The movie looked fantastic.  The move from black and white to color was a lovely nod to the Judy Garland movie, and the visuals were stunning.  As I mentioned I saw it in 3D, more due to time than wanting to (What can I say, I’m cheep), but I’m so glad I did.  The effect was not wasted as fireworks, flying minions, and cheerful creatures jumped off the screen towards me.  I did notice that some of the faster movements were a bit blurry.  Perhaps the 48 fps of The Hobbit would have been beneficial here?

I appreciated the women of Oz taking a strong role in the plot, but couldn’t help but feel they could have been stronger.  One of the messages that Oz stories have always taught me is that girls and women can be the driving force of their own destiny.  While they have always had a galaxy of friends for support, the women of Oz never needed to be saved in the traditional sense.  I didn’t see that in this story.

These women of Oz were… petty?  Theodora comes in to explain how Oz is the only one who can safe the kingdom.  She jumps very quickly from “let me show you how our world works” to “I’ll be your queen and live happily ever after.”  Scary fast transition right there.  And when he leaves her she is so easily convinced by Evanora that revenge is the best way.  My dear, my dear.  And this is how sisters treat each other?  Not in my Oz.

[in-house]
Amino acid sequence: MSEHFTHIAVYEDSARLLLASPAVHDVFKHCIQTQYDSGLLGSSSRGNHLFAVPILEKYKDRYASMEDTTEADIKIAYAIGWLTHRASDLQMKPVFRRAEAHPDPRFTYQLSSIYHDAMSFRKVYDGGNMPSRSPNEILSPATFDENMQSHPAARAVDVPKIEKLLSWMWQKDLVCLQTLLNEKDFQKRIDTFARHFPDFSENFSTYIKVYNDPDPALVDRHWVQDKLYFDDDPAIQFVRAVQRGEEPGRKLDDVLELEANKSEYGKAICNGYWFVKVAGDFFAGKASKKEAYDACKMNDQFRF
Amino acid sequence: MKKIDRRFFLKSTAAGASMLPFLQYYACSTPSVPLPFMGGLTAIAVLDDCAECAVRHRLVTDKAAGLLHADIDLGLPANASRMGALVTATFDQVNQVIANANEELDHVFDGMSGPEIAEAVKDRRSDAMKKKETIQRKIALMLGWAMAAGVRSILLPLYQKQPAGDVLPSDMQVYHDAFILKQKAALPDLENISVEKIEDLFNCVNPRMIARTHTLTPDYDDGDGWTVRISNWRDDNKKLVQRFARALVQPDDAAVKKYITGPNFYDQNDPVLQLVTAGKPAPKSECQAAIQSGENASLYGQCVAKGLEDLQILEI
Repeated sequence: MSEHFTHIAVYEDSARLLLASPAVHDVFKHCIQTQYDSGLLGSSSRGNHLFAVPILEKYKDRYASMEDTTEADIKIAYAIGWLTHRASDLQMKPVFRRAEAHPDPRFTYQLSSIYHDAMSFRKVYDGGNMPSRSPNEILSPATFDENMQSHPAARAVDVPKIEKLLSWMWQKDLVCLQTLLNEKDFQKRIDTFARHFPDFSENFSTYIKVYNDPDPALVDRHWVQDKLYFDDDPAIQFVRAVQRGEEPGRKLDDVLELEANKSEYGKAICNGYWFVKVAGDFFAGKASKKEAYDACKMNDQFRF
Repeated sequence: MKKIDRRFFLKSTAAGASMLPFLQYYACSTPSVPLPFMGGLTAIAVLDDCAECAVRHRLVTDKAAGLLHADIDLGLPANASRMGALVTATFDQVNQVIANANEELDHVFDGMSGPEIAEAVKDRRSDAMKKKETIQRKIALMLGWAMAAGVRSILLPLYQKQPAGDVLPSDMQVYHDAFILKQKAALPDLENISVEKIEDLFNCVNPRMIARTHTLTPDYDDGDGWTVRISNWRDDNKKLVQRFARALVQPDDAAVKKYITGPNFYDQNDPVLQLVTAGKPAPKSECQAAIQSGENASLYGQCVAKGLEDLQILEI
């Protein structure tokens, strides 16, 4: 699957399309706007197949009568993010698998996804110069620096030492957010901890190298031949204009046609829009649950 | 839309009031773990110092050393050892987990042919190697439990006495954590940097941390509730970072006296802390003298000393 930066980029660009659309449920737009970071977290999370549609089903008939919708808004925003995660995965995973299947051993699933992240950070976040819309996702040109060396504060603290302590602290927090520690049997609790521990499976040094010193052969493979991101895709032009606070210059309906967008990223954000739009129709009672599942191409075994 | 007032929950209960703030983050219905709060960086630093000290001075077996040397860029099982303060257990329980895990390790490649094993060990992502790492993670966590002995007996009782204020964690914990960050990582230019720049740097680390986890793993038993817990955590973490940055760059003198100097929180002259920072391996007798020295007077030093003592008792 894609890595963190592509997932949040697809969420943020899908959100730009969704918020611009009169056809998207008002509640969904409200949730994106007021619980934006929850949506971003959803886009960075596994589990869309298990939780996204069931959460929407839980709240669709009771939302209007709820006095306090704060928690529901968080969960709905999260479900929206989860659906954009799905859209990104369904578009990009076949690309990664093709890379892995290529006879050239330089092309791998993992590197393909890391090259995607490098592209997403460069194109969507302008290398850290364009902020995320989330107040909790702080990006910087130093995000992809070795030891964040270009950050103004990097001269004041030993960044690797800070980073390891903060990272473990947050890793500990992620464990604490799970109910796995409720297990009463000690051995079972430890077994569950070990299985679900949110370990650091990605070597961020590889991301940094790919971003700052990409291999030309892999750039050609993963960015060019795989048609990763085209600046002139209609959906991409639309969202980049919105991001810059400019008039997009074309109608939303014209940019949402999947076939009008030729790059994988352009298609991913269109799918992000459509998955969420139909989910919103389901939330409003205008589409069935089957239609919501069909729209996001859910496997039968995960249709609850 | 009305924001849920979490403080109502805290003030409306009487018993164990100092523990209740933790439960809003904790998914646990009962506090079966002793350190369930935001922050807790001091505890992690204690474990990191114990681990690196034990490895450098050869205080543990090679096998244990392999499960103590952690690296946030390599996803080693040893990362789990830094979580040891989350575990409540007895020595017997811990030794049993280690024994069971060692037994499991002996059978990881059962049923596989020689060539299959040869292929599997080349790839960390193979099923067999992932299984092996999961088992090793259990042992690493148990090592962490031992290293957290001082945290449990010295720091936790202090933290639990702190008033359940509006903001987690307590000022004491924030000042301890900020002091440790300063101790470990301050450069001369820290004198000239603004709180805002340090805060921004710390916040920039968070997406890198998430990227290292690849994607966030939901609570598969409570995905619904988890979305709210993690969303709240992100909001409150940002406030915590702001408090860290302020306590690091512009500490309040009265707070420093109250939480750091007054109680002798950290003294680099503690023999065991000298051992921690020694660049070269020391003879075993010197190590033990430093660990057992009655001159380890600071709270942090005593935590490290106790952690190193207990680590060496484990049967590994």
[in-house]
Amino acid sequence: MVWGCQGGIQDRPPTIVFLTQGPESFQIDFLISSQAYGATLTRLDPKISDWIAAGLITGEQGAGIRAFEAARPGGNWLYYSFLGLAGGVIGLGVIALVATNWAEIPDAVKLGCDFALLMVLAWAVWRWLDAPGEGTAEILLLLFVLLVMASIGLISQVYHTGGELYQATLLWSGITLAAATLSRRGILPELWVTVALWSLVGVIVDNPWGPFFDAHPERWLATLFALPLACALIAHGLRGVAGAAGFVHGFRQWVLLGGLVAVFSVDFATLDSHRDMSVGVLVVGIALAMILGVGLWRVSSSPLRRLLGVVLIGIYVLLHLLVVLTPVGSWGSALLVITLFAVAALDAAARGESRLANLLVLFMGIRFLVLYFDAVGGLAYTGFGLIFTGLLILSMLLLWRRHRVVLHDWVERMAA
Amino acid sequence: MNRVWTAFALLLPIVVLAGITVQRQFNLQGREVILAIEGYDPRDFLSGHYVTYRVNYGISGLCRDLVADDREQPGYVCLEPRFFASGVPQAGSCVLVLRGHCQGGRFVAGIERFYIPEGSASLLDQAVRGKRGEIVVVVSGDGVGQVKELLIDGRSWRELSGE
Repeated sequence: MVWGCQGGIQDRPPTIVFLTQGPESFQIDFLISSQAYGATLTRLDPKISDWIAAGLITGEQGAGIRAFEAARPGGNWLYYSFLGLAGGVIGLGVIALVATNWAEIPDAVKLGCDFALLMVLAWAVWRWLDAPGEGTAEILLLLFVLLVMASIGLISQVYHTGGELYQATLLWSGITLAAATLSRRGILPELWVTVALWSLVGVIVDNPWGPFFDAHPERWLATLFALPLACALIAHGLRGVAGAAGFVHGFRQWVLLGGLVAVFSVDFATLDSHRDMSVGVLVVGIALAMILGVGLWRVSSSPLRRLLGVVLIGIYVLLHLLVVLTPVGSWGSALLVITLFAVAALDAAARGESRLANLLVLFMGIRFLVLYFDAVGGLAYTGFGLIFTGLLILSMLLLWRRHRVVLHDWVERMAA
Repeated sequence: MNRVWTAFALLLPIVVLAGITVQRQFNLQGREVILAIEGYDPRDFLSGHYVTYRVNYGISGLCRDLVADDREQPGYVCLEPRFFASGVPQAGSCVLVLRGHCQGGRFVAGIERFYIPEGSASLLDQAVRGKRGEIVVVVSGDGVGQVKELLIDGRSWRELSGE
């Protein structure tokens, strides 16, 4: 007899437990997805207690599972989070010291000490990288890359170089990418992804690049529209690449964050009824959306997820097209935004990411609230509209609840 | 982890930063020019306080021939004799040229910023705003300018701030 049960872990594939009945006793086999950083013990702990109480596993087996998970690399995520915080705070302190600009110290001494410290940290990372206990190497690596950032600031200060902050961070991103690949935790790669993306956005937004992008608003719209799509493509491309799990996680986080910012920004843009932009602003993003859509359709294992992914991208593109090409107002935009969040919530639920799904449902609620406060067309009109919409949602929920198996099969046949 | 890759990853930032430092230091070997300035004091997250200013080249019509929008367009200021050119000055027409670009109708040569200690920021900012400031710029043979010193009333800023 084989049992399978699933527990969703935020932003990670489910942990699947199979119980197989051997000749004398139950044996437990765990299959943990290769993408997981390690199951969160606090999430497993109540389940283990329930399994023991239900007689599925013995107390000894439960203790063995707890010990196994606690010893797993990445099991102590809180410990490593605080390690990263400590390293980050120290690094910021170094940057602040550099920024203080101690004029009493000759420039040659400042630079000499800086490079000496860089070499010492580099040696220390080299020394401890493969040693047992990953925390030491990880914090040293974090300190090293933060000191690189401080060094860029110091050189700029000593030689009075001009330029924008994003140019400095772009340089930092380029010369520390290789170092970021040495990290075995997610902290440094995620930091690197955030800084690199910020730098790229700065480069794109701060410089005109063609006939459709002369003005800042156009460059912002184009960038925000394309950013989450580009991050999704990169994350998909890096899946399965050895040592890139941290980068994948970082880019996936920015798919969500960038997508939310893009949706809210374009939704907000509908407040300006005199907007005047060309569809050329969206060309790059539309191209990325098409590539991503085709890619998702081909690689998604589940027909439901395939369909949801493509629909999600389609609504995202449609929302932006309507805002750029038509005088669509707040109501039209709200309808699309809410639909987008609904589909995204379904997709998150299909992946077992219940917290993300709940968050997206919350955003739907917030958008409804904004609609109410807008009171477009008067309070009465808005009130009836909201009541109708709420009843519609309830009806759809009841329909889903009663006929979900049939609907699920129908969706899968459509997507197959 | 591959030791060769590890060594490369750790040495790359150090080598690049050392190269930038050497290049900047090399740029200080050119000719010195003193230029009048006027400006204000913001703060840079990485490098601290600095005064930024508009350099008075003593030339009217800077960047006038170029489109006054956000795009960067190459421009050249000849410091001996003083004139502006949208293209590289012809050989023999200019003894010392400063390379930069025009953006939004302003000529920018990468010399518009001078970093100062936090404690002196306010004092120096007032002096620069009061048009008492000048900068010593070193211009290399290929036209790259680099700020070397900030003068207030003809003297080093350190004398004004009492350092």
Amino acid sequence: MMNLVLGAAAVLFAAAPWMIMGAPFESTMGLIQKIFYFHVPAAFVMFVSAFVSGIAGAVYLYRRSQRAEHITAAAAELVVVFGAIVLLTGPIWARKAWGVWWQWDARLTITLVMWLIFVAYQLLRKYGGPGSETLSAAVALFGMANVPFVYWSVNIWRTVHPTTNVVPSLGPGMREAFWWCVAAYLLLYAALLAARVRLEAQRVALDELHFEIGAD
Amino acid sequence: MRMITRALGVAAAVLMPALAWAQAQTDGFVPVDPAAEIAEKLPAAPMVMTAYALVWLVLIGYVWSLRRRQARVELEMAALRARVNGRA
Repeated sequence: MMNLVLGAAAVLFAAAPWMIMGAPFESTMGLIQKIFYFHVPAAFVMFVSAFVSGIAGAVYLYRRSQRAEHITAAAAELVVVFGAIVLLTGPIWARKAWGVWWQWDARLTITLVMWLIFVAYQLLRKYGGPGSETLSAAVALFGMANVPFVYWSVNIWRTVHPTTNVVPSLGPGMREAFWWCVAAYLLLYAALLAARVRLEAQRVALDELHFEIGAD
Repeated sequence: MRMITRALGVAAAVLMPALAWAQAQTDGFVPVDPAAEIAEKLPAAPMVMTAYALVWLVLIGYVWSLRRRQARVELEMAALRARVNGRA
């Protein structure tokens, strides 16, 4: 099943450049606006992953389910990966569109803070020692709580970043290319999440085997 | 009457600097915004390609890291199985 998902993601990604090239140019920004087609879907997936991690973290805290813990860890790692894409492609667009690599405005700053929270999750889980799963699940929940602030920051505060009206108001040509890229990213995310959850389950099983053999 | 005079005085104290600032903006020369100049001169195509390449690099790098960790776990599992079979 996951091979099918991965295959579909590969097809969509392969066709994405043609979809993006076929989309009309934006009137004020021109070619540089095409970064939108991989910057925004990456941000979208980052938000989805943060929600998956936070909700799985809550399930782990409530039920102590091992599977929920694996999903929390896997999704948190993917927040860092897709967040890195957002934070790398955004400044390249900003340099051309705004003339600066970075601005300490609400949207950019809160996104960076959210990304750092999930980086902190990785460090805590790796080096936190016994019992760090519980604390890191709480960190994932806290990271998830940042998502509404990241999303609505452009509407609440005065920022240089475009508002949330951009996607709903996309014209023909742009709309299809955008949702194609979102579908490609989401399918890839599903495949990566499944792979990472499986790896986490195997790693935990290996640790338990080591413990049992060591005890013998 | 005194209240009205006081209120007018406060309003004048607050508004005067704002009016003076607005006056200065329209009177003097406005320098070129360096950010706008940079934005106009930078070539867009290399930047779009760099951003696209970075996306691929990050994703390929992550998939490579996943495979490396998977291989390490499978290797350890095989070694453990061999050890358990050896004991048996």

Even Glinda the Good is very quick to jump on the “only a man can save us” boat.  Yeah, yeah prophesy and all that, but look at the world Glinda rules.  Tinkers, and Munchkins, and Farmers, that’s not so bad.  Not only does she jump on the Oz-boat really fast, she also ends up with him.  I – for one – am not convinced that there was enough of a change to warrant jumping into a relationship with him.

While the women of Oz were a big disappointment, the visuals and the way they used Ozian legend were two huge wins.  I loved the use of Chinatown and the China Girl in the movie (though technically she should have frozen into a figurine once she left the city).  They correctly reference Gillikin country, Munchkinland, and other geographical features of Oz.  I wish there had been more, but I was pleased with what was.

Overall, I’d say this was an okay movie.  The visuals were superb, but I was quite disappointed with the plot and the characters.  I expect a lot out of Oz, and this movie didn’t deliver what I had hoped.  While I will continue to look to this a way of visualizing the Land of Oz, I’m not sure how much of their explanation will make it’s way into my personal Oz cannon.  I suppose only time will tell.